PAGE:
Friday, June 8, 2018

The Boys in the Band

There's been a lot of chatter about The Boys in the Band over the last few months. Late last year, it played in London starring Mark Gatiss in a production I would have loved to have seen. And this year it opened on Broadway with a cast of 9 openly gay, hugely talented actors. The cast was definitely the biggest draw for me, as it usually is.  

Seeing these men together was thrilling. Let's get this out of the way. Each actor is perfectly cast to his role. I read a few reviews that mentioned Jim Parsons, as maybe not quite well-suited for the role of Michael, the hostile has-been throwing the party. However, I find him perfectly cast. I've seen him on stage (An Act of God) and as Sheldon (Big Bang Theory) and this Jim Parsons is a completely different person. His wit is there, but the charm is all gone. He definitely shines. Matt Bomer, in his debut, while not having much to do, is stellar as the quiet Donald - seemingly the only one that truly understands (and possibly likes) Michael.  Charlie Carver as Cowboy - the clueless stripper, brings all the humor. His innocence and confusion is the perfect counterpoint to the rest of the men's cynicism and anger. 

As usual, Andrew Rannells is fantastic as the sardonic Larry, who after attempting a real relationship with Hank (Broadway first-timer Tuc Watkins), has decided that maybe monogamy isn't for him. His Larry is loud and brash. He's all over the stage, and seems to be the only actor that actually treats the evening as the party it's supposed to be - enjoying himself the whole time. 

After those glowing remarks about the cast, you may think I loved the show equally as much. However, I have mixed feelings about it as a whole. The reason it's being produced now is that it's the show's 50th anniversary. The Boys in the Band, first premiered in 1968 as the first play that portrayed gay men in a very real way, as opposed to playing them for laughs. Thankfully though, over the last 50 years, the LGBTQ community have made significant strides toward equality. Therein lies the problem with the 50 year old piece.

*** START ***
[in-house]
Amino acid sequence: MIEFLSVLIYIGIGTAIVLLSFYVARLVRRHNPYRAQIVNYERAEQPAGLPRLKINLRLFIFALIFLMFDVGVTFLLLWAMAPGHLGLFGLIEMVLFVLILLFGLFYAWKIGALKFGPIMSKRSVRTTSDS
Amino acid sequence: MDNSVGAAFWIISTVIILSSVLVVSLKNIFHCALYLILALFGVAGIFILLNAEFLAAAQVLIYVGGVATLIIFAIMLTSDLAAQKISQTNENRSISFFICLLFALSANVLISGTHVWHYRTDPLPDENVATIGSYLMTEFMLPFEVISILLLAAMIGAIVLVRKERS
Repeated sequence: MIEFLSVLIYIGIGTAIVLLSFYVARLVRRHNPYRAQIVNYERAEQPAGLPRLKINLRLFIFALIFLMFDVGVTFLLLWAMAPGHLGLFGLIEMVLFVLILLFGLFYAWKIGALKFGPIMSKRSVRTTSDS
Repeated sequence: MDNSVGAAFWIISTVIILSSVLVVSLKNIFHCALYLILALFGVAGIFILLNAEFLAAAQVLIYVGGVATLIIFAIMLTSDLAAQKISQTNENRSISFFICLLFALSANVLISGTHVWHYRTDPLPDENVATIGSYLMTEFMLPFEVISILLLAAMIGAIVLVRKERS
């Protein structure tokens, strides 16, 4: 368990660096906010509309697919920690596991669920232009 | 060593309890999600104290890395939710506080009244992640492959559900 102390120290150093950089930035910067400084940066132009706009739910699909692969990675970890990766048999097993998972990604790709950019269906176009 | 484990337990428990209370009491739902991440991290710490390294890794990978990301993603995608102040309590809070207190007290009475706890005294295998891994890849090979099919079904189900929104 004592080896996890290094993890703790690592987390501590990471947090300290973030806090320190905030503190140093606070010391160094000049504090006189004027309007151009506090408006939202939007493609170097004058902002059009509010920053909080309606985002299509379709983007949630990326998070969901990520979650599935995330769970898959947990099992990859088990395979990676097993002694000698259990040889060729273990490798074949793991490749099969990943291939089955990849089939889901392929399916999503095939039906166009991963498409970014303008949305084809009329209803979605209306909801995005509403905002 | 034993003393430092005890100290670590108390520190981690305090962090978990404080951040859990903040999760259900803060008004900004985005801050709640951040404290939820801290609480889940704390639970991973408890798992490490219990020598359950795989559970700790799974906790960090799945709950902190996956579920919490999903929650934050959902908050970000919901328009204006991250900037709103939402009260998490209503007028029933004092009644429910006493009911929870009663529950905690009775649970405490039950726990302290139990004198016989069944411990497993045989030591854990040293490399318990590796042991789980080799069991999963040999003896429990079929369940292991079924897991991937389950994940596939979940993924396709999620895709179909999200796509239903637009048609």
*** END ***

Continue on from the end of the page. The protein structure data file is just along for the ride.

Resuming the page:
On one hand, I can understand the desire to show LGBTQ individuals just how far the community has come in the last 50 years. The men in the play are throwing the party at Michael's house because they are forbidden from having it in public. One of the main characters - Alan (another Broadway first-timer Brian Hutchinson) - is so horrified by the men, that he punches Emory (Robin de Jesus). The climate was very different, and while it's still not perfect, LGBTQ individuals have come so far. Why not use these openly gay, and very famous actors to give young people today a history of what their predecessors went through pre-Stonewall?  

But on the other hand, the language in the piece is often so crass that the historic message gets lost. The play has been cut down to 90 minutes with no intermission, which helps the pace. But in the cuts, the creatives left in offensive references to the N-word in response to African-American Bernard (Michael Benjamin Washington), and "Nancys" and the F-word in response to each other's sexuality. These words have thankfully been all but erased in civilized society today, as they should also be erased from the play. The same goes for the almost masochistic way the men think of themselves in regards to their sexual orientation. Today while the LGBTQ community is being taught to feel pride and be themselves, these men are despondent about their fate. Yes, in 1968 there wasn't much to be excited about in the community, however maybe that's not the best message to reaffirm today.

The show is beautifully realized, and the impact of 9 openly gay men appearing onstage for the first time is a watershed moment in theatre. I only wish the creatives had chosen a more inclusive show to share this vision of equality and pride. 

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